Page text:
One of the biggest ongoing turf-wars in Tallahassee during the annual legislative session is the tug-of-war between the state legislature and city and county governments for the power to regulate businesses within each localized jurisdiction. In several cases, most notably vacation rentals and ridesharing, the state legislature may be perfectly justified in pre-empting abusive and burdensome regulations that single out specific business models.
But in the case of a telecom bill filed by Senator Travis Hutson, Senate Bill 596 and it’s House companion, HB687, is one step too far. The bill would strip city governments of much of their authority to regulate telecommunications infrastructure, limit maintenance fees local governments can collect, and according to the Florida Senate staff analysis, could even compromise safety:
For many local government authorities, the technology, pole attachments, and siting process contemplated in the bill are relatively new, and it may take time and experience to determine what is necessary to support the wireless infrastructure safely.
The real question here is why this bill is needed in the first place. Big telecom companies say the bill is necessary so that they can deploy modern equipment that can transmit data – including internet access – without having to wait on local governments to conduct all the necessary impact studies.
But if local citizens are clamoring for the latest in whiz-bang technology, and they don’t care whether or not there may be a safety or aesthetic issue when telecom companies bolt refrigerator-sized boxes on 60-foot tall telephone poles behind their homes, they can demand that their local government officials fast-track approval of the devices. And if citizens in a neighboring county decide they don’t want the unsightly contraptions buzzing away while their kids play beneath them, then why shouldn’t local leaders be able to decide that for themselves?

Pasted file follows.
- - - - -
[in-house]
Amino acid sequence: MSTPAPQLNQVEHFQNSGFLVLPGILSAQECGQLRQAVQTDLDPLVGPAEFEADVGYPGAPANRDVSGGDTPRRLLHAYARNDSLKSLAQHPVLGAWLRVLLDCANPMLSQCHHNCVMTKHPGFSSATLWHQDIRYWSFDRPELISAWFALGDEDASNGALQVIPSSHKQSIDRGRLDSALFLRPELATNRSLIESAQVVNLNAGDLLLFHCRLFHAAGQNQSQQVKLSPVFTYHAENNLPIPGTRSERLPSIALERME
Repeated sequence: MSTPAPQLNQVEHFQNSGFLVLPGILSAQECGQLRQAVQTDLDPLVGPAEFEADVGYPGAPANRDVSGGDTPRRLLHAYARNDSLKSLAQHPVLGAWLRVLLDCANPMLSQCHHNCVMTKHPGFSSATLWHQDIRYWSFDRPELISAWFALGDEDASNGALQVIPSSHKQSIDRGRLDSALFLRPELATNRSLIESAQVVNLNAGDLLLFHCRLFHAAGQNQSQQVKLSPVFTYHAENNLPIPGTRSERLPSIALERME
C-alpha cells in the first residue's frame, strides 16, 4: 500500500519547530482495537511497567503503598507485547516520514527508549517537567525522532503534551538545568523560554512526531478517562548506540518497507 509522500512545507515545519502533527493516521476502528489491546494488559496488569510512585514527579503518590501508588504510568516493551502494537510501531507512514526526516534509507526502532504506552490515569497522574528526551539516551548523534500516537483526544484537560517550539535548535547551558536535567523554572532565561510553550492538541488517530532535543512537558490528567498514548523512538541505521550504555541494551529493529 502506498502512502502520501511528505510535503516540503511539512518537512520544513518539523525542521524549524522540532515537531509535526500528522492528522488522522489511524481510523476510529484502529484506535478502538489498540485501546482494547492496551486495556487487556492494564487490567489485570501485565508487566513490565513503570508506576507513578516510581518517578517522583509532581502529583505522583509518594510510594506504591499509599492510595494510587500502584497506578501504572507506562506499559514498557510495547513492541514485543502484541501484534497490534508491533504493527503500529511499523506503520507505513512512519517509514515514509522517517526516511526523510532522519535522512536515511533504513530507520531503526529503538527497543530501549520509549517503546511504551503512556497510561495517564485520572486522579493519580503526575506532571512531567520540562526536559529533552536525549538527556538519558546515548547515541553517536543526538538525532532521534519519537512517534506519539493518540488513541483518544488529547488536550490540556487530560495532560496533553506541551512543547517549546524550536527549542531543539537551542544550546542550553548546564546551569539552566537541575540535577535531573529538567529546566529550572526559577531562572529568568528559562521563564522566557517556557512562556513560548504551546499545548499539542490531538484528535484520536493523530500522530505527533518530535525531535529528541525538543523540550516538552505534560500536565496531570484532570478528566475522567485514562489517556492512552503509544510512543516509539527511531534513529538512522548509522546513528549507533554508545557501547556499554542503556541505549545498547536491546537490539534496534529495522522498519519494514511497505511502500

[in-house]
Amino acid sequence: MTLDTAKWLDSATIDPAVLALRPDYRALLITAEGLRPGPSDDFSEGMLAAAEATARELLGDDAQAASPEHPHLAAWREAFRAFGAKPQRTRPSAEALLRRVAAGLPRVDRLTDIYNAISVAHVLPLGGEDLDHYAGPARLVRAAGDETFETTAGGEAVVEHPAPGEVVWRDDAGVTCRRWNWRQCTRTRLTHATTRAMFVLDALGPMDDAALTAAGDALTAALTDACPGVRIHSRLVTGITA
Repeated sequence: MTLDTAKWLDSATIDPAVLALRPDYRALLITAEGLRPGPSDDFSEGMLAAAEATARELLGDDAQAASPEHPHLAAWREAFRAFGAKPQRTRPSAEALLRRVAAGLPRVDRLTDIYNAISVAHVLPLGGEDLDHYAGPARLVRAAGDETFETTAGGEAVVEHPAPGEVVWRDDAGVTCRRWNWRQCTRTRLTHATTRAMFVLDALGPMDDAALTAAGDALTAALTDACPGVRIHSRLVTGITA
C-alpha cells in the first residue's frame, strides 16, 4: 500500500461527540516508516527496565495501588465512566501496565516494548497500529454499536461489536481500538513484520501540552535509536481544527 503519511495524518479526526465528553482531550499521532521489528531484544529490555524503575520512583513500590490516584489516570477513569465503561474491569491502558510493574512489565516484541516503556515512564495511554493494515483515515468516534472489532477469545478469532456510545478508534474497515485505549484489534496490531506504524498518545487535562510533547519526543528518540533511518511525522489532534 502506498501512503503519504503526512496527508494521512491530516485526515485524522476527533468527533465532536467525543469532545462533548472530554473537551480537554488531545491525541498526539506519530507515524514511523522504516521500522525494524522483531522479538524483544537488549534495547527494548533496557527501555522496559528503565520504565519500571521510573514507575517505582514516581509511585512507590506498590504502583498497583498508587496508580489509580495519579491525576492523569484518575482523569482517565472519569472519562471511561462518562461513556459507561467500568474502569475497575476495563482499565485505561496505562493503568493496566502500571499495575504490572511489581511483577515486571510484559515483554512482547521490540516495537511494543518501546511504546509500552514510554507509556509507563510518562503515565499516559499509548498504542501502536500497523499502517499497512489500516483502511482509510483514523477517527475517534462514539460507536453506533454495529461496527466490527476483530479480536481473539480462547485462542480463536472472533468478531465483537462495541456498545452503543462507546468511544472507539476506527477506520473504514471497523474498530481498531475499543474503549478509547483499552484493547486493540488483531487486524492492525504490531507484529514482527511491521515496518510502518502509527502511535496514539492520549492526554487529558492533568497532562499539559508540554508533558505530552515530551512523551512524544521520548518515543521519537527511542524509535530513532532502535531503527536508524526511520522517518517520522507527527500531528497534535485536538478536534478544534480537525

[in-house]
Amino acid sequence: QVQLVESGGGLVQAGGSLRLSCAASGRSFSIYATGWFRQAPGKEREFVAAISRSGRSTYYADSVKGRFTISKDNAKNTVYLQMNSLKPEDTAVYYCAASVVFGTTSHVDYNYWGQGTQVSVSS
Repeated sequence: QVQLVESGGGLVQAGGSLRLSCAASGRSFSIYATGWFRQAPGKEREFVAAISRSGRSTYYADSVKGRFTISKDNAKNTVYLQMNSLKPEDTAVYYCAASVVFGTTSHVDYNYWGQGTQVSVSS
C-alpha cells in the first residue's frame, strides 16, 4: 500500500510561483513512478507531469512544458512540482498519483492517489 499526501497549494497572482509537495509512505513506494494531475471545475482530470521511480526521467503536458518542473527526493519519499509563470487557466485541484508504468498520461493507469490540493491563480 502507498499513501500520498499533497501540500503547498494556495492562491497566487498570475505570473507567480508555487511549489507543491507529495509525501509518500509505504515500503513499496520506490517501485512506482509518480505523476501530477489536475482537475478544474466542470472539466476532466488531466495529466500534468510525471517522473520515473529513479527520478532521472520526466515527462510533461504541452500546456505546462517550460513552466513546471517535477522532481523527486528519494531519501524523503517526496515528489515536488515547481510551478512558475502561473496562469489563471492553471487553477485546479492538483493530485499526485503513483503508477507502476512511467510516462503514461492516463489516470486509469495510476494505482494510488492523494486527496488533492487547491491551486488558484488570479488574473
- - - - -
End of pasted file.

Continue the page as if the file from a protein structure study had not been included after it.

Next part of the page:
Florida has 412 cities, towns and villages spread across 67 counties. For companies that do business across the entire state of Florida, the often inconsistent patchwork of local laws and regulations can become too burdensome for business owners. That’s when the state legislature can and should step in with pre-emption laws that do away with home rule on those kinds of issues.
Right now, in fact, the Florida Legislature is considering bills that would install a consistent framework across the state so that innovative ride-sharing companies like Uber and Lyft can compete on a level playing field with traditional taxi companies.
Another pre-emption bill currently under consideration by the Florida Legislature would prohibit local governments from targeting vacation rental owners with regulations that don’t apply equally to all homeowners. Vacation rental advocates say that state pre-emption is necessary because instead of targeting unwanted behavior – like too many cars parked in front of a home, or loud music being played late into the night – local governments are instead targeting vacation rental owners to address unwanted behavior, while letting local residents (read: voters) get away with the very same behaviors.
In both of those cases, state pre-emption would apply laws and regulations fairly and consistently throughout the state. But that is not the case with this telecom bill, which merely strips authority from cities so that big telecom companies can fast track the rollout of their latest gizmos and bypass the local authorities who, understandably, should have a say in the matter.